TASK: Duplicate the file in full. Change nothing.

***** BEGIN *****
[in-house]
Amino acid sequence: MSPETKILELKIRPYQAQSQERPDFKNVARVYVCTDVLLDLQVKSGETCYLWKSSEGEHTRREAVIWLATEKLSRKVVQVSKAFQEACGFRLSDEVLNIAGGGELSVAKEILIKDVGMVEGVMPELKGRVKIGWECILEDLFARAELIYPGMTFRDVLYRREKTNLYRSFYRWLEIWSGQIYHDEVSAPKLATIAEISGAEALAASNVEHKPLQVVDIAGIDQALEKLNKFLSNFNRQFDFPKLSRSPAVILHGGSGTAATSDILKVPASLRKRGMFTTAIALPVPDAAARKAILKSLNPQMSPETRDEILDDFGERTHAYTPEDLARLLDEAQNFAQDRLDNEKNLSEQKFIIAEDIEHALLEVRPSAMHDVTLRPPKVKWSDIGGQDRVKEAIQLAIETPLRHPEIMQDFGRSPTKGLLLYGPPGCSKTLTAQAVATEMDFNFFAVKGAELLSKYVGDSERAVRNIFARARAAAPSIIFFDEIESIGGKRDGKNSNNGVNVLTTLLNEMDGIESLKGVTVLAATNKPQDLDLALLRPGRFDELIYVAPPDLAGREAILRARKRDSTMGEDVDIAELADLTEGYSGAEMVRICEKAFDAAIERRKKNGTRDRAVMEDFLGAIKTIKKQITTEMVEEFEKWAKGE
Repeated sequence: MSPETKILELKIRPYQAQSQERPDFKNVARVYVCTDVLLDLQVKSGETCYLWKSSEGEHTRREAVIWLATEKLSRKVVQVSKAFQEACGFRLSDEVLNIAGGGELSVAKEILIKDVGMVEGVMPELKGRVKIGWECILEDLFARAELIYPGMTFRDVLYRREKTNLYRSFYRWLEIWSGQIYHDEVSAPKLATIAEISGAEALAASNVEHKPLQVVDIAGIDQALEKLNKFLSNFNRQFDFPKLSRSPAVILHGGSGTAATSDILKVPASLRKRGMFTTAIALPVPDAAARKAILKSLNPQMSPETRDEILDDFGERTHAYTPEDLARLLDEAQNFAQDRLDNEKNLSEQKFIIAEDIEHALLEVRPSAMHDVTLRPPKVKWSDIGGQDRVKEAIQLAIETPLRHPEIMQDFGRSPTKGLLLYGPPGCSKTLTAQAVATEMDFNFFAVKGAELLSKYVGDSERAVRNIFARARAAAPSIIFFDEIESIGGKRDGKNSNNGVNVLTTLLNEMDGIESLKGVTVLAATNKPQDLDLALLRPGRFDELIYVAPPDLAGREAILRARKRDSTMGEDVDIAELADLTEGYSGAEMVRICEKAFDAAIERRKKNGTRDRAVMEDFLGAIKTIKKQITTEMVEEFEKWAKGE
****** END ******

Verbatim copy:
[in-house]
Amino acid sequence: MSPETKILELKIRPYQAQSQERPDFKNVARVYVCTDVLLDLQVKSGETCYLWKSSEGEHTRREAVIWLATEKLSRKVVQVSKAFQEACGFRLSDEVLNIAGGGELSVAKEILIKDVGMVEGVMPELKGRVKIGWECILEDLFARAELIYPGMTFRDVLYRREKTNLYRSFYRWLEIWSGQIYHDEVSAPKLATIAEISGAEALAASNVEHKPLQVVDIAGIDQALEKLNKFLSNFNRQFDFPKLSRSPAVILHGGSGTAATSDILKVPASLRKRGMFTTAIALPVPDAAARKAILKSLNPQMSPETRDEILDDFGERTHAYTPEDLARLLDEAQNFAQDRLDNEKNLSEQKFIIAEDIEHALLEVRPSAMHDVTLRPPKVKWSDIGGQDRVKEAIQLAIETPLRHPEIMQDFGRSPTKGLLLYGPPGCSKTLTAQAVATEMDFNFFAVKGAELLSKYVGDSERAVRNIFARARAAAPSIIFFDEIESIGGKRDGKNSNNGVNVLTTLLNEMDGIESLKGVTVLAATNKPQDLDLALLRPGRFDELIYVAPPDLAGREAILRARKRDSTMGEDVDIAELADLTEGYSGAEMVRICEKAFDAAIERRKKNGTRDRAVMEDFLGAIKTIKKQITTEMVEEFEKWAKGE
Repeated sequence: MSPETKILELKIRPYQAQSQERPDFKNVARVYVCTDVLLDLQVKSGETCYLWKSSEGEHTRREAVIWLATEKLSRKVVQVSKAFQEACGFRLSDEVLNIAGGGELSVAKEILIKDVGMVEGVMPELKGRVKIGWECILEDLFARAELIYPGMTFRDVLYRREKTNLYRSFYRWLEIWSGQIYHDEVSAPKLATIAEISGAEALAASNVEHKPLQVVDIAGIDQALEKLNKFLSNFNRQFDFPKLSRSPAVILHGGSGTAATSDILKVPASLRKRGMFTTAIALPVPDAAARKAILKSLNPQMSPETRDEILDDFGERTHAYTPEDLARLLDEAQNFAQDRLDNEKNLSEQKFIIAEDIEHALLEVRPSAMHDVTLRPPKVKWSDIGGQDRVKEAIQLAIETPLRHPEIMQDFGRSPTKGLLLYGPPGCSKTLTAQAVATEMDFNFFAVKGAELLSKYVGDSERAVRNIFARARAAAPSIIFFDEIESIGGKRDGKNSNNGVNVLTTLLNEMDGIESLKGVTVLAATNKPQDLDLALLRPGRFDELIYVAPPDLAGREAILRARKRDSTMGEDVDIAELADLTEGYSGAEMVRICEKAFDAAIERRKKNGTRDRAVMEDFLGAIKTIKKQITTEMVEEFEKWAKGE